At trial, Dr. David Levinson presented the plaintiff's expert testimony. He stated that AISI 1140 modified steel contained tiny particles of manganese sulfide known as inclusions which were the cause of microscopic cracks which may develop during the proof testing of the shotguns. These cracks grow each time normal shells are fired until the crack reaches such a size that the shotgun fails catastrophically when a normal shell is fired. According to Levinson, the selection of AISI 1140 modified steel for defendant's shotgun barrels was negligent because, in some shotgun barrels, the inclusions were either large enough or grouped together close enough so that cracks could begin to form and grow due to the repeated stressing of the barrel caused by subsequent firings. Levinson stated that chrome molybdenum steel should have been used instead. In addition, Levinson testified the shotgun barrel walls of the Model 1100 were not thick enough in the chamber area. He admitted, however, he was unable to measure the thickness of the plaintiff's shotgun because of its damaged condition. Levinson also testified that the Verson extrusion process defendant used to manufacture plaintiff's Model 1100 shotgun barrel aggravated its defective condition.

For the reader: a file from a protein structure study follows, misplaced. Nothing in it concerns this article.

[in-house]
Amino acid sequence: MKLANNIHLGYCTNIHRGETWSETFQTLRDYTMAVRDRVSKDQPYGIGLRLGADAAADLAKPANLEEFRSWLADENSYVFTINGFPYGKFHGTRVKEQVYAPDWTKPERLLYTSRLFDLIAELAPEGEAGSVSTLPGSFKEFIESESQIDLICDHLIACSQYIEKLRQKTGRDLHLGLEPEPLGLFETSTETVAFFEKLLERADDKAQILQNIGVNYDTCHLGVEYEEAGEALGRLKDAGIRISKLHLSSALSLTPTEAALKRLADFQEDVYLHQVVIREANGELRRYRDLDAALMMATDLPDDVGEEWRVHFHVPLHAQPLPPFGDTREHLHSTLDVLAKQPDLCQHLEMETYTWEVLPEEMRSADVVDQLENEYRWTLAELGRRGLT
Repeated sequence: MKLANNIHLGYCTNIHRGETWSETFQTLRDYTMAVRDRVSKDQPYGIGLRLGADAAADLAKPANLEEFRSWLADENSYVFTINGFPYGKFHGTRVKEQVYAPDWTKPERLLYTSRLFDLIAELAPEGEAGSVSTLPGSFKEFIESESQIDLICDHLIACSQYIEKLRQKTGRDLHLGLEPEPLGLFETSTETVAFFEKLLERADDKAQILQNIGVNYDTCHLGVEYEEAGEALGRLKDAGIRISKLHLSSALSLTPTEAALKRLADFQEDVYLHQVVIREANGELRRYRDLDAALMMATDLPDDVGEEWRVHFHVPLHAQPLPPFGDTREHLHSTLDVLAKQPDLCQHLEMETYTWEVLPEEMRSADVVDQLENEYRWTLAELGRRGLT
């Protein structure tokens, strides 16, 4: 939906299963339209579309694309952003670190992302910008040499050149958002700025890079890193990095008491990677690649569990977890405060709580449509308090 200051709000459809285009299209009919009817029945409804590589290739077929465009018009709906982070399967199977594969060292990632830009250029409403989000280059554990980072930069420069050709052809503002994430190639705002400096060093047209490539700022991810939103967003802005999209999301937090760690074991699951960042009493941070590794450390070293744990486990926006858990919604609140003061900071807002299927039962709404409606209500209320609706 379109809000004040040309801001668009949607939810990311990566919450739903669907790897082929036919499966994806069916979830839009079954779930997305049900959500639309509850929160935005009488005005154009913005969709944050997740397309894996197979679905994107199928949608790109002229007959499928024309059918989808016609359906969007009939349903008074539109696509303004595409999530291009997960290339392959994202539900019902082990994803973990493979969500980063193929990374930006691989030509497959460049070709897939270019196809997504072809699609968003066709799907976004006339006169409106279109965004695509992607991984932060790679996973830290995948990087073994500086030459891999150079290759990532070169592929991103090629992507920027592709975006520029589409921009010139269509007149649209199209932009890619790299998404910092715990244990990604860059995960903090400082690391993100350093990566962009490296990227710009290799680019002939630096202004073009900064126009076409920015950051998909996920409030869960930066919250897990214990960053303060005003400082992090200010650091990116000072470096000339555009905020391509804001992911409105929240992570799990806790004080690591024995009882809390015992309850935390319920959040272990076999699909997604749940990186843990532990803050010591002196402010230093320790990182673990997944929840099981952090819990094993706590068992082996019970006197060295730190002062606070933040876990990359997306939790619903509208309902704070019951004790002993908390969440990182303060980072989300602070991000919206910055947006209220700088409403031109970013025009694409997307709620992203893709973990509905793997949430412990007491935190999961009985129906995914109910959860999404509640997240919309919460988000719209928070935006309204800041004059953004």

Levinson testified he measured a number of Model 1100 barrels and found the more recently manufactured barrels were thicker than the ones made about the time of the plaintiff's barrel. The barrel of defendant's 12-gauge Model 870 pump shotgun is made of the same AISI 1140 modified steel; however, its barrel is thicker than the Model 1100 barrel. Levinson considers the Model 870 barrel to be safer because it is thicker according to Levinson.

James Hutton, defendant's representative at trial, said he had no records regarding the history of Model 870 barrel failures, except he admitted that if Remington reported only four such failures, "that's all there is." Hutton further testified that he knew of no other shotgun manufacturers using the AISI 1140 modified steel which defendant uses in its Model 1100 barrels. However, other manufacturers do use AISI 1100 series steels that are very similar. Defendant's Model 1100 shotgun barrels have all been made of the same material. Defendant claims these barrels have always been made to the same specification for barrel wall thickness at the chamber area. However, defendant's 1980 catalog states that the then-current barrels were "of sufficient thickness and hardness that the repeated use of factory-loaded steel shot loads does not significantly affect their appearance or performance."